Albuquerque, New Mexico
Sunday January 18, 2009 2nd after Epiphany
Preacher: Christopher McLaren
Text: I Samuel 3: 1-10 (11-20)
John 1: 43-51
It is night, near dawn and both Eli and Samuel are wrapped in their dreams. In the Temple the silence of the night is broken for Samuel by a voice calling out to him. “Samuel, Samuel.” Roused from his slumber he answers, “Here I am.” And runs to Eli, his father in God. Puzzled and sleepy, Eli sends Samuel back to bed, “I did not call; lie down again.
Once again it happens that Samuel is called out of sleep by the voice of the Lord, “Samuel.” Baffled now himself and a little testy about being woken again the gentle Eli sends Samuel back to bed. “Kids and their dreams, “ he mutters, “what did he eat for dinner?”
We are told that Samuel did not yet know the Lord, and the word of the Lord had not yet been revealed to him.” Yet again a voice wakes Samuel and he runs faithfully to his mentor, “Here I am, for you called me.” Eli is awake now, and insight breaks in. This is a teachable moment for the boy Samuel, and Eli gives him the words to start a conversation with the Lord. “Go lie down and if you hear the voice calling you again say, “Speak Lord, for your servant is listening.”
I wonder what it was like for Samuel to lie down again, knowing that the next words he would hear might be from God. I’m not sure he fell asleep again, could you?
This ancient Hebrew text tells us that “The word of the LORD was rare in those days; visions were not widespread.” I wonder how those words resonate for you. When I here them I think to myself, “I’m not a mystic, I’m not a person who hears voices and sees signs” with any frequency. But my own call was as mystical and uncanny as anything I’ve ever experienced. Alone in a my room, reading the psalms one night I felt a compulsion to pick-up a reproduction of a painting by the Italian Master Duccio of Jesus calling Simon and Andrew. From the shore, Jesus calls to the two disciples who are fishing in a boat, holding their nets in the Galilee. Staring into the scene I felt myself being drawn into it as if Jesus himself were on the shore speaking to me. What I heard, and I still have to describe it that way, was clear, “Christopher, I want you to be my priest.” The voice was gentle but firm and had a kind of invitation in it. It was one of the clearest messages I’ve ever received and one of the few mystical experiences of my life. I understood it immediately to be an answer to a question I had been asking for quite some time about discerning my life’s direction.
The next day by strange coincidence, a man I knew but a little mistakenly sat down with me at lunch and after talking about various things and catching up, he said to me, “Christopher I think that you should pursue the Episcopal priesthood, and it is strange thing say that since I’m not one to give anyone that kind of direct advice, but somehow I feel strongly about it which is also kind of weird especially since I’m not an Episcopalian.”
A few days later, a beloved member of our congregation Johanna, shared a dream with me. She described a scene that mirrored the painting that I had been drawn to and placed me in the boat with Peter holding the nets and a told me than in her dream Jesus played by a friend of ours was telling me, “Christopher come follow me.” It was too much for me, too much to ignore. I will never forget the brightness of her face the power of her smile as she said, “Christopher, I think that you are being called, does that make any sense to you.” I could hardly speak.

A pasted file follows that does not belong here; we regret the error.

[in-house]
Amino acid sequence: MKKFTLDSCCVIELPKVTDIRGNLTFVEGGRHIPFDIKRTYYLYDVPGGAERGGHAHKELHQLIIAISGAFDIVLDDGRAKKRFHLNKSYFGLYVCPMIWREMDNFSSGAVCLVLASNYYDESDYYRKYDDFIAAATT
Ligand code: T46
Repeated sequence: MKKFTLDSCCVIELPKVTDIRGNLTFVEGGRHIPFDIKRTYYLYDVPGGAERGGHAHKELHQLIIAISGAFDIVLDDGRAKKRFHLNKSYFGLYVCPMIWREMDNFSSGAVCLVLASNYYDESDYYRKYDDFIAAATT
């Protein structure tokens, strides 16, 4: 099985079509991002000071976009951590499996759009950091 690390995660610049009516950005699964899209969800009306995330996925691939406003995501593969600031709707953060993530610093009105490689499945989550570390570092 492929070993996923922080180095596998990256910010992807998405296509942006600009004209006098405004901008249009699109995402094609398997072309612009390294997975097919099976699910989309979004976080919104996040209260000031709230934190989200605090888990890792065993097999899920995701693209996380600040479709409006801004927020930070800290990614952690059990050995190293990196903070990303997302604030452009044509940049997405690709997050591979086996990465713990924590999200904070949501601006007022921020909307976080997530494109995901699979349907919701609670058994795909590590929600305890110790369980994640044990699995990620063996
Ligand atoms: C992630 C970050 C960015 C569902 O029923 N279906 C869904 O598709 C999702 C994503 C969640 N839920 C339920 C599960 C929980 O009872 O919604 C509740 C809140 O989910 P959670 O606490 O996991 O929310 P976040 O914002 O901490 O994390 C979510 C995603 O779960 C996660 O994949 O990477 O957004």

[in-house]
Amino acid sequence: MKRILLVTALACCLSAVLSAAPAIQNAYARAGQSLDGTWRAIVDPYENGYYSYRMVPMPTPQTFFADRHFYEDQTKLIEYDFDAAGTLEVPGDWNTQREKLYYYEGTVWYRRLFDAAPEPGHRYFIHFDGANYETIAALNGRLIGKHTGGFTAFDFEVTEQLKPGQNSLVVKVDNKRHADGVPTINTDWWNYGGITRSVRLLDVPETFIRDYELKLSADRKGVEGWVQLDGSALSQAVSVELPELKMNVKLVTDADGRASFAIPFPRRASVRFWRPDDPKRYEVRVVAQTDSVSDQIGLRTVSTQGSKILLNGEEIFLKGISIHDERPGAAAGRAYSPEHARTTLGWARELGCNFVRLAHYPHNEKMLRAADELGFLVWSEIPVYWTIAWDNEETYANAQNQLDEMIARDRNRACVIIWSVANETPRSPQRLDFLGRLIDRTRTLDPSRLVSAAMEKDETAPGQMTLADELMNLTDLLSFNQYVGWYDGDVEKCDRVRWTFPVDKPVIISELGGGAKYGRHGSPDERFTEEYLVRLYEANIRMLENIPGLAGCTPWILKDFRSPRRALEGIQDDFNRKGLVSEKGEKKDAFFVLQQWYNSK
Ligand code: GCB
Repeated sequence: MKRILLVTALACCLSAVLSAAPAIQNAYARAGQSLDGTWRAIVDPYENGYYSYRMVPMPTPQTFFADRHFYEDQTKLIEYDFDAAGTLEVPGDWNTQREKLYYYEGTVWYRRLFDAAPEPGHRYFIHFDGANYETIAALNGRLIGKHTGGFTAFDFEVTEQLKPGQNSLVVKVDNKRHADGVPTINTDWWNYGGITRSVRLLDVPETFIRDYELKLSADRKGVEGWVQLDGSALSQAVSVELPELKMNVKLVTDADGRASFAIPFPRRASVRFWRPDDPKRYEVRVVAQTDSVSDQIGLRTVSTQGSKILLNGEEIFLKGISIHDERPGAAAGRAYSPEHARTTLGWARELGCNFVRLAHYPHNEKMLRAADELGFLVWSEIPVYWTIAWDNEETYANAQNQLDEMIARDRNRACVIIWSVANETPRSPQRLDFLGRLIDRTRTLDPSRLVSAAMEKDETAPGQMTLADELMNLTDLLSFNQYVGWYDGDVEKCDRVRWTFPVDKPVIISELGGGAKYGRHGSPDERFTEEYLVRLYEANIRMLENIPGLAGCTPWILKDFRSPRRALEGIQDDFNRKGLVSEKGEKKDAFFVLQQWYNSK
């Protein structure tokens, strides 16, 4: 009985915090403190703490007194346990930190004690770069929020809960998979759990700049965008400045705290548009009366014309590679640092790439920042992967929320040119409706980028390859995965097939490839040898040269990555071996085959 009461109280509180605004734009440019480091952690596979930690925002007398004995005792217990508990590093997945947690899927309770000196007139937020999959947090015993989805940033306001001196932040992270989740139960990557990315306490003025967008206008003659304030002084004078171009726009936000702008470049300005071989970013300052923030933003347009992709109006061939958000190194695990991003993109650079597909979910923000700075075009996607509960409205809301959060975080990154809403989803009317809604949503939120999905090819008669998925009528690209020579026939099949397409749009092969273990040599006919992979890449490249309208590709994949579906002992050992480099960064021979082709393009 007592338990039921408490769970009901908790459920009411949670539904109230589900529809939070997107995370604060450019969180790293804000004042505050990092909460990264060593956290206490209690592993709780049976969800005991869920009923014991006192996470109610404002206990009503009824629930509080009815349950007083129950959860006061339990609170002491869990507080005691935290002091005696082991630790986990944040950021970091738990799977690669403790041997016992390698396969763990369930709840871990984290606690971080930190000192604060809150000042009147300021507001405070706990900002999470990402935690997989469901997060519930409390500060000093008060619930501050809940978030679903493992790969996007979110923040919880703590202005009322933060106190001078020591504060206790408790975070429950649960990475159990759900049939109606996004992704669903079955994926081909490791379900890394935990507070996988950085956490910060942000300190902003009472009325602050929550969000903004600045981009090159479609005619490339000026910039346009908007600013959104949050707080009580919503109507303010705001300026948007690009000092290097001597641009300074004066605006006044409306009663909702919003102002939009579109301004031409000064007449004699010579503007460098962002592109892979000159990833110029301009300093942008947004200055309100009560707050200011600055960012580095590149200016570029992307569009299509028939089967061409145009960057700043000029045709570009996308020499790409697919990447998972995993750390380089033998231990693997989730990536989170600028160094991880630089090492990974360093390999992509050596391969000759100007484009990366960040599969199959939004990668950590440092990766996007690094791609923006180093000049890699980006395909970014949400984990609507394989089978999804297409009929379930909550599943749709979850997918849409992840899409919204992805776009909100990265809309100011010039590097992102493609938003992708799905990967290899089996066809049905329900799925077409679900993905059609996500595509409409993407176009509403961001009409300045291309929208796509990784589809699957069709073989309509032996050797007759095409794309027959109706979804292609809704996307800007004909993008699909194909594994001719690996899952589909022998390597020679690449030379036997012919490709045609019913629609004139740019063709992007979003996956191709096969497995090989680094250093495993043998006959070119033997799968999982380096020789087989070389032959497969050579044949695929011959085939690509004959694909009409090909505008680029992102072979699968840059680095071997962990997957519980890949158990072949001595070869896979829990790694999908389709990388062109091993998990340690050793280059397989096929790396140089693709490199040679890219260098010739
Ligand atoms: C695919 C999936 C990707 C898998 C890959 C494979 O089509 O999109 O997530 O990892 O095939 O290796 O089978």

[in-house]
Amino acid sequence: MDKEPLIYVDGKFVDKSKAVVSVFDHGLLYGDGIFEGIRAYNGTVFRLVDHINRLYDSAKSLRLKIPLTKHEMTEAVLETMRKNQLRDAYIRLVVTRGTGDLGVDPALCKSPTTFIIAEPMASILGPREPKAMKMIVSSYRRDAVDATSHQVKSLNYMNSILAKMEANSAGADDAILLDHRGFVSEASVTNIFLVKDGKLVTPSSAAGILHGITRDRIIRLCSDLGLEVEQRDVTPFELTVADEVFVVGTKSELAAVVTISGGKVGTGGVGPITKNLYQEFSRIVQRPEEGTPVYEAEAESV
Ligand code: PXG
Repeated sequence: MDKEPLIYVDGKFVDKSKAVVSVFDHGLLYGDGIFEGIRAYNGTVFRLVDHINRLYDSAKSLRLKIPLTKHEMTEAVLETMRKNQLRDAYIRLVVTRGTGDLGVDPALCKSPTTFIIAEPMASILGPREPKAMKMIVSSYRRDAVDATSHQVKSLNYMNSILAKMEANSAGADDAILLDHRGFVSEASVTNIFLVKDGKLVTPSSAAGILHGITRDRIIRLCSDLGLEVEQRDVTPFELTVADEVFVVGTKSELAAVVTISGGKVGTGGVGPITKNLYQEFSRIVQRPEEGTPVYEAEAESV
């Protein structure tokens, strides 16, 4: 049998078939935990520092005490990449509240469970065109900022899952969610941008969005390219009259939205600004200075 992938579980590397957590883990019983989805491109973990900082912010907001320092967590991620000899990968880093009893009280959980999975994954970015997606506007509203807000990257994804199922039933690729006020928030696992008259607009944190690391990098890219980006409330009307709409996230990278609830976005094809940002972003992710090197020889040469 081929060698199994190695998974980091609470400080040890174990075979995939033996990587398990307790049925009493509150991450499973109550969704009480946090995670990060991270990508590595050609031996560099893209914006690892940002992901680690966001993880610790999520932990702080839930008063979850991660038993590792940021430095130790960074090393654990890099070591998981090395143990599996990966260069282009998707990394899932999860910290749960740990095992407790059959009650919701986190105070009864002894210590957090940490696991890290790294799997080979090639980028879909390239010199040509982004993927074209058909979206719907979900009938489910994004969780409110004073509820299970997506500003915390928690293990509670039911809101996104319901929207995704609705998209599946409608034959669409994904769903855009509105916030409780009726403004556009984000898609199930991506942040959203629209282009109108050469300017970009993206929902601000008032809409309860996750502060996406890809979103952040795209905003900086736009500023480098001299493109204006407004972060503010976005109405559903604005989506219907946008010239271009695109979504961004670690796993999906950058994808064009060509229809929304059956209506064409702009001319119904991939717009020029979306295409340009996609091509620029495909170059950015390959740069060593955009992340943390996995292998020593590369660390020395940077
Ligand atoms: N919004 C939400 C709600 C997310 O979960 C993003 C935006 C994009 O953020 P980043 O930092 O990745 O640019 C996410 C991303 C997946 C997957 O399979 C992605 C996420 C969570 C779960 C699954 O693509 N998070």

From that moment on I did not doubt Christ’s claim on my life, there was something irresistible about the Love of Christ, and service to the Body of Christ that was compelling and kept me centered through the seven years it took to navigate the discernment process. I have realized over time that a call is something much deeper than the external form it has takes. The call is quite simply to God, grounded in a deep desire for God. That is the one constant. That is what holds me, wherever I find myself, whatever amazing changes take place in my life, in the midst of disaster and failures, the desire for God has been the golden thread, the continuity of the call. It is always this that pulls me back, the desire for God, the God I know and continue to discover in the person of Jesus Christ, that has been the solid ground beneath my feet, the place of renewal, the energy of purpose, the reason to continue.
The call has a mystery all its own. There are, in all honesty, times of waxing and waning beyond my control. But the call remains. Even in times of great discouragement deep doubts, there is the sure knowledge of God’s love for me, and my desire to know that love more deeply. What seems true about the call is that while it is an undeniable and strong claim on my life, it is at the same time a source of freedom. This is of course a kind of paradox, that accepting God’s call with its inherent sacrifice and overt limits and demands, is at the same time a place of freedom. Over time I have begun to learn what that beautiful phrase from the prayer book, “in serving you there is perfect freedom,” actually means.
So my call was a kind of mystical experience that shook my world three times in one week just as Samuel found himself shaking Eli awake three times before he knew it was God calling. There is, in my experience, however, no “typical call.” Others, less stubborn and more discerning than I, experience the calling process in more gentle ways. It may be a gradual coming to terms with what one is called to do. Many make ordered decisions, step-by-step choices that lead them to a clear understanding of who they are and what they are called to. Often the process requires deep learning from our experiences, careful listening to the advice and council of mentors and of discerning spiritual friends. In all of this there is an ongoing need to be attentive to the guiding of the Holy Spirit over time, without pressure or the need to decide on a schedule. The truth is that we also need others who share a similar call, who can encourage us in the shaping of our lives along similar lines. At the very least we need others committed to listening and interpreting the call with us, helping us shape our lives around the call.